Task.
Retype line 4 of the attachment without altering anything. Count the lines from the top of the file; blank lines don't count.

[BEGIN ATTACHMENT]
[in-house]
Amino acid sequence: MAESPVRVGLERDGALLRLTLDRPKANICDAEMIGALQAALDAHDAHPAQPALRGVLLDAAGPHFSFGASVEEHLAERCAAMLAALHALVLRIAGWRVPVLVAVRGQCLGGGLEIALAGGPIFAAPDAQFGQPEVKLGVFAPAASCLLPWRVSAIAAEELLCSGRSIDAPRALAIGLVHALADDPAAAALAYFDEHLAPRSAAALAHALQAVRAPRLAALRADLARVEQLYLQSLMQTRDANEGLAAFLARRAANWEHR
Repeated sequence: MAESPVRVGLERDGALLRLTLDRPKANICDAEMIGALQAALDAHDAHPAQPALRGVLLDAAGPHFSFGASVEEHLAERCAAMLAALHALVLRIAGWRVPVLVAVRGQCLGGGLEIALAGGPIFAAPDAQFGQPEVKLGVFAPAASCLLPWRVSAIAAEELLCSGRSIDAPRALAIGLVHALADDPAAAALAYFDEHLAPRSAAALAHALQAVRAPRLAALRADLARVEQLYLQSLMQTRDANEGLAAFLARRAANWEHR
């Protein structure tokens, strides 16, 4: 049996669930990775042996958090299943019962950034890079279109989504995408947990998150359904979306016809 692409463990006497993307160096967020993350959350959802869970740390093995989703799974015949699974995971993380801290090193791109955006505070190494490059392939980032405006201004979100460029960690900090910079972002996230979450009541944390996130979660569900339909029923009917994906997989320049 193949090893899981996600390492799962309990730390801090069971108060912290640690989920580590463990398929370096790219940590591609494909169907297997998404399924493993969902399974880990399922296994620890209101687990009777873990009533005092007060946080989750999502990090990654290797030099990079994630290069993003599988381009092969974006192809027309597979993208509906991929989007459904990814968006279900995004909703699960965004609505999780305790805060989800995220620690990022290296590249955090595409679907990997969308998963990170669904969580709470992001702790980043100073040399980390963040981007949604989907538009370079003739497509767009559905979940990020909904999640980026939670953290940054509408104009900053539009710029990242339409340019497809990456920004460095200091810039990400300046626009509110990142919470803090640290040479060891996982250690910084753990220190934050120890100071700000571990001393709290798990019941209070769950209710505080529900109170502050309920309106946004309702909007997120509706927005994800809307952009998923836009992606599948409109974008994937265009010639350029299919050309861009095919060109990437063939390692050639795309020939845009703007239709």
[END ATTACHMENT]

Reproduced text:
């Protein structure tokens, strides 16, 4: 049996669930990775042996958090299943019962950034890079279109989504995408947990998150359904979306016809 692409463990006497993307160096967020993350959350959802869970740390093995989703799974015949699974995971993380801290090193791109955006505070190494490059392939980032405006201004979100460029960690900090910079972002996230979450009541944390996130979660569900339909029923009917994906997989320049 193949090893899981996600390492799962309990730390801090069971108060912290640690989920580590463990398929370096790219940590591609494909169907297997998404399924493993969902399974880990399922296994620890209101687990009777873990009533005092007060946080989750999502990090990654290797030099990079994630290069993003599988381009092969974006192809027309597979993208509906991929989007459904990814968006279900995004909703699960965004609505999780305790805060989800995220620690990022290296590249955090595409679907990997969308998963990170669904969580709470992001702790980043100073040399980390963040981007949604989907538009370079003739497509767009559905979940990020909904999640980026939670953290940054509408104009900053539009710029990242339409340019497809990456920004460095200091810039990400300046626009509110990142919470803090640290040479060891996982250690910084753990220190934050120890100071700000571990001393709290798990019941209070769950209710505080529900109170502050309920309106946004309702909007997120509706927005994800809307952009998923836009992606599948409109974008994937265009010639350029299919050309861009095919060109990437063939390692050639795309020939845009703007239709």